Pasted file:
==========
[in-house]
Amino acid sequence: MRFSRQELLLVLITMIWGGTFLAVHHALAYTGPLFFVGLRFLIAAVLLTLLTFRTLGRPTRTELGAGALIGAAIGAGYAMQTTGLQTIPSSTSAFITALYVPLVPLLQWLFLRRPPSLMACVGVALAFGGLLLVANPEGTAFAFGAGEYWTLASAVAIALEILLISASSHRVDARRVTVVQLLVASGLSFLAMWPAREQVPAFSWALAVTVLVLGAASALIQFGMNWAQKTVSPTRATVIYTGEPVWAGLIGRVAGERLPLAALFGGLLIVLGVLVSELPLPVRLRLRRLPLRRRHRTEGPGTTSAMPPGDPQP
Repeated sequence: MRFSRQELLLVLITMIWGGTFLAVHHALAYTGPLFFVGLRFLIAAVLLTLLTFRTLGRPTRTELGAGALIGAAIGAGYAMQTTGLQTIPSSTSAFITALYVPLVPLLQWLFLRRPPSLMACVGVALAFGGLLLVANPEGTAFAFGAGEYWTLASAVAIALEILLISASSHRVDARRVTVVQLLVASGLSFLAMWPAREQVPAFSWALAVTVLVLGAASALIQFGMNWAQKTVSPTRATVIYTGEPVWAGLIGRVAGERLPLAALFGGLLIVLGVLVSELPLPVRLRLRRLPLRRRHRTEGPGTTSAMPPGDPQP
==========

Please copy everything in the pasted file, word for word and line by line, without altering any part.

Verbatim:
[in-house]
Amino acid sequence: MRFSRQELLLVLITMIWGGTFLAVHHALAYTGPLFFVGLRFLIAAVLLTLLTFRTLGRPTRTELGAGALIGAAIGAGYAMQTTGLQTIPSSTSAFITALYVPLVPLLQWLFLRRPPSLMACVGVALAFGGLLLVANPEGTAFAFGAGEYWTLASAVAIALEILLISASSHRVDARRVTVVQLLVASGLSFLAMWPAREQVPAFSWALAVTVLVLGAASALIQFGMNWAQKTVSPTRATVIYTGEPVWAGLIGRVAGERLPLAALFGGLLIVLGVLVSELPLPVRLRLRRLPLRRRHRTEGPGTTSAMPPGDPQP
Repeated sequence: MRFSRQELLLVLITMIWGGTFLAVHHALAYTGPLFFVGLRFLIAAVLLTLLTFRTLGRPTRTELGAGALIGAAIGAGYAMQTTGLQTIPSSTSAFITALYVPLVPLLQWLFLRRPPSLMACVGVALAFGGLLLVANPEGTAFAFGAGEYWTLASAVAIALEILLISASSHRVDARRVTVVQLLVASGLSFLAMWPAREQVPAFSWALAVTVLVLGAASALIQFGMNWAQKTVSPTRATVIYTGEPVWAGLIGRVAGERLPLAALFGGLLIVLGVLVSELPLPVRLRLRRLPLRRRHRTEGPGTTSAMPPGDPQP